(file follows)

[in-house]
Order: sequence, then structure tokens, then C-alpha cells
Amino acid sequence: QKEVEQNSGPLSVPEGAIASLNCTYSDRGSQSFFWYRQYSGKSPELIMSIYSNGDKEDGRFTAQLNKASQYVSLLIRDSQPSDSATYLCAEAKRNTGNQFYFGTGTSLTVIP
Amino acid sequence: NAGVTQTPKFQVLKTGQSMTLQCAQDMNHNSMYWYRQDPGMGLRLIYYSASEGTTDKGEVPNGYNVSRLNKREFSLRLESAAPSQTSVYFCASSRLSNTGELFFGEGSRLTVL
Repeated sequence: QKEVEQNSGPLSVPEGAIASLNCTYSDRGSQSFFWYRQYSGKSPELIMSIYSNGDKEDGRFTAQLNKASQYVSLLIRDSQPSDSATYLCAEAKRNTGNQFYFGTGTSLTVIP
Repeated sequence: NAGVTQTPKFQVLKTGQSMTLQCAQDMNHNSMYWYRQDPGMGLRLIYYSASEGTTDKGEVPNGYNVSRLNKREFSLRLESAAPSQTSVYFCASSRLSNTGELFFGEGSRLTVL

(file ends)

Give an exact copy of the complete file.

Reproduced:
[in-house]
Order: sequence, then structure tokens, then C-alpha cells
Amino acid sequence: QKEVEQNSGPLSVPEGAIASLNCTYSDRGSQSFFWYRQYSGKSPELIMSIYSNGDKEDGRFTAQLNKASQYVSLLIRDSQPSDSATYLCAEAKRNTGNQFYFGTGTSLTVIP
Amino acid sequence: NAGVTQTPKFQVLKTGQSMTLQCAQDMNHNSMYWYRQDPGMGLRLIYYSASEGTTDKGEVPNGYNVSRLNKREFSLRLESAAPSQTSVYFCASSRLSNTGELFFGEGSRLTVL
Repeated sequence: QKEVEQNSGPLSVPEGAIASLNCTYSDRGSQSFFWYRQYSGKSPELIMSIYSNGDKEDGRFTAQLNKASQYVSLLIRDSQPSDSATYLCAEAKRNTGNQFYFGTGTSLTVIP
Repeated sequence: NAGVTQTPKFQVLKTGQSMTLQCAQDMNHNSMYWYRQDPGMGLRLIYYSASEGTTDKGEVPNGYNVSRLNKREFSLRLESAAPSQTSVYFCASSRLSNTGELFFGEGSRLTVL